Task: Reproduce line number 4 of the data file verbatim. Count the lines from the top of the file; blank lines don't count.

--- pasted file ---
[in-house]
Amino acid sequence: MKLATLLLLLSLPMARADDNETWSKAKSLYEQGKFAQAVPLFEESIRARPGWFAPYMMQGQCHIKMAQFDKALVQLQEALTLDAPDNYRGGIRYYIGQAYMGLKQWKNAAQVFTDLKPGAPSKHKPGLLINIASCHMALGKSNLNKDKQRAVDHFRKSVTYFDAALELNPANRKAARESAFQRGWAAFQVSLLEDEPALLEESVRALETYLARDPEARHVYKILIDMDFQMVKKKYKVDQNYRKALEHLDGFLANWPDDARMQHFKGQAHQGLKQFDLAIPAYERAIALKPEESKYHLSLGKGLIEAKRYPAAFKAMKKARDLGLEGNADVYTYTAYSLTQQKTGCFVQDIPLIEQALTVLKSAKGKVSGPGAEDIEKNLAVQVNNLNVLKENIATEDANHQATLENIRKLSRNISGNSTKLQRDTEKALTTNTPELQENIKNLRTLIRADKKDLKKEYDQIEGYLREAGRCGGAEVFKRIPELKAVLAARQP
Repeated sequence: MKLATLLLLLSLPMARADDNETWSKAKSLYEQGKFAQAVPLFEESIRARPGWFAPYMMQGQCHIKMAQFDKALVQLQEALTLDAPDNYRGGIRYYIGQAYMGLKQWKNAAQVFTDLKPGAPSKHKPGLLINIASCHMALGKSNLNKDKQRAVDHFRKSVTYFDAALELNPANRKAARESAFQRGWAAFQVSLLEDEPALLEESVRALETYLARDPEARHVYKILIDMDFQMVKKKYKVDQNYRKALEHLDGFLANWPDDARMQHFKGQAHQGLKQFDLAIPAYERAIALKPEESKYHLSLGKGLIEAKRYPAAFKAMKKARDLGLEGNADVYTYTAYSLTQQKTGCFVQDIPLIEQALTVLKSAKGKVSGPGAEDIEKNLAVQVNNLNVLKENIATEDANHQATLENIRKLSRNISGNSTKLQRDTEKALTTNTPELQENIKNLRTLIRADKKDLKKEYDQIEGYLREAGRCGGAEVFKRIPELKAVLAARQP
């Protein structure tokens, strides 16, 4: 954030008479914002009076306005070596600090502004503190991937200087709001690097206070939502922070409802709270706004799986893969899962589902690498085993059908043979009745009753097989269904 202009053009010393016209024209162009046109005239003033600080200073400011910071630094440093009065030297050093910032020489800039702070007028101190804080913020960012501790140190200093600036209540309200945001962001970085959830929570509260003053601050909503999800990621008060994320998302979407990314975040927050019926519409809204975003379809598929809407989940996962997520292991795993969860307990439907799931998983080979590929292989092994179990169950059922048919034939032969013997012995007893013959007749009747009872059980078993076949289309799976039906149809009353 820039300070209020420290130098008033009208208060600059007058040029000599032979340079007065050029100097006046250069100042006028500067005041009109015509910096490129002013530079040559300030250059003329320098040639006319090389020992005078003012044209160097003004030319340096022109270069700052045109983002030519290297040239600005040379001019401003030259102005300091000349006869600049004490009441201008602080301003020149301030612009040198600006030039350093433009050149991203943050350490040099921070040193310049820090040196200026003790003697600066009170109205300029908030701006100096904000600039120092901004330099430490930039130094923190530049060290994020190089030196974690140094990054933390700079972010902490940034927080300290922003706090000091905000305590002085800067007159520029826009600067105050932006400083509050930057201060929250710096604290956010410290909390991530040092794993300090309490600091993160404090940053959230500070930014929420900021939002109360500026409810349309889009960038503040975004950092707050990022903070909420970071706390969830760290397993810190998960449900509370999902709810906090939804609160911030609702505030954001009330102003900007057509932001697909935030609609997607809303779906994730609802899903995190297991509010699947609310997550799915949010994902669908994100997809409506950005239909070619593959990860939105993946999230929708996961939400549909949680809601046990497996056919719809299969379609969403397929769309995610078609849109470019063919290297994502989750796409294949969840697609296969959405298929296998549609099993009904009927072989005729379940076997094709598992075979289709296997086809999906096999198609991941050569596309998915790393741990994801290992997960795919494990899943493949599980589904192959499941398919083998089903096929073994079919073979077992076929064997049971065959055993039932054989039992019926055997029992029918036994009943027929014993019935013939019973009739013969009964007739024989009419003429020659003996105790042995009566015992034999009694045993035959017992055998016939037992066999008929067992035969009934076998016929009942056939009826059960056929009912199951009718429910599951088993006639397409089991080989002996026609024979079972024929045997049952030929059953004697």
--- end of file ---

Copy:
């Protein structure tokens, strides 16, 4: 954030008479914002009076306005070596600090502004503190991937200087709001690097206070939502922070409802709270706004799986893969899962589902690498085993059908043979009745009753097989269904 202009053009010393016209024209162009046109005239003033600080200073400011910071630094440093009065030297050093910032020489800039702070007028101190804080913020960012501790140190200093600036209540309200945001962001970085959830929570509260003053601050909503999800990621008060994320998302979407990314975040927050019926519409809204975003379809598929809407989940996962997520292991795993969860307990439907799931998983080979590929292989092994179990169950059922048919034939032969013997012995007893013959007749009747009872059980078993076949289309799976039906149809009353 820039300070209020420290130098008033009208208060600059007058040029000599032979340079007065050029100097006046250069100042006028500067005041009109015509910096490129002013530079040559300030250059003329320098040639006319090389020992005078003012044209160097003004030319340096022109270069700052045109983002030519290297040239600005040379001019401003030259102005300091000349006869600049004490009441201008602080301003020149301030612009040198600006030039350093433009050149991203943050350490040099921070040193310049820090040196200026003790003697600066009170109205300029908030701006100096904000600039120092901004330099430490930039130094923190530049060290994020190089030196974690140094990054933390700079972010902490940034927080300290922003706090000091905000305590002085800067007159520029826009600067105050932006400083509050930057201060929250710096604290956010410290909390991530040092794993300090309490600091993160404090940053959230500070930014929420900021939002109360500026409810349309889009960038503040975004950092707050990022903070909420970071706390969830760290397993810190998960449900509370999902709810906090939804609160911030609702505030954001009330102003900007057509932001697909935030609609997607809303779906994730609802899903995190297991509010699947609310997550799915949010994902669908994100997809409506950005239909070619593959990860939105993946999230929708996961939400549909949680809601046990497996056919719809299969379609969403397929769309995610078609849109470019063919290297994502989750796409294949969840697609296969959405298929296998549609099993009904009927072989005729379940076997094709598992075979289709296997086809999906096999198609991941050569596309998915790393741990994801290992997960795919494990899943493949599980589904192959499941398919083998089903096929073994079919073979077992076929064997049971065959055993039932054989039992019926055997029992029918036994009943027929014993019935013939019973009739013969009964007739024989009419003429020659003996105790042995009566015992034999009694045993035959017992055998016939037992066999008929067992035969009934076998016929009942056939009826059960056929009912199951009718429910599951088993006639397409089991080989002996026609024979079972024929045997049952030929059953004697």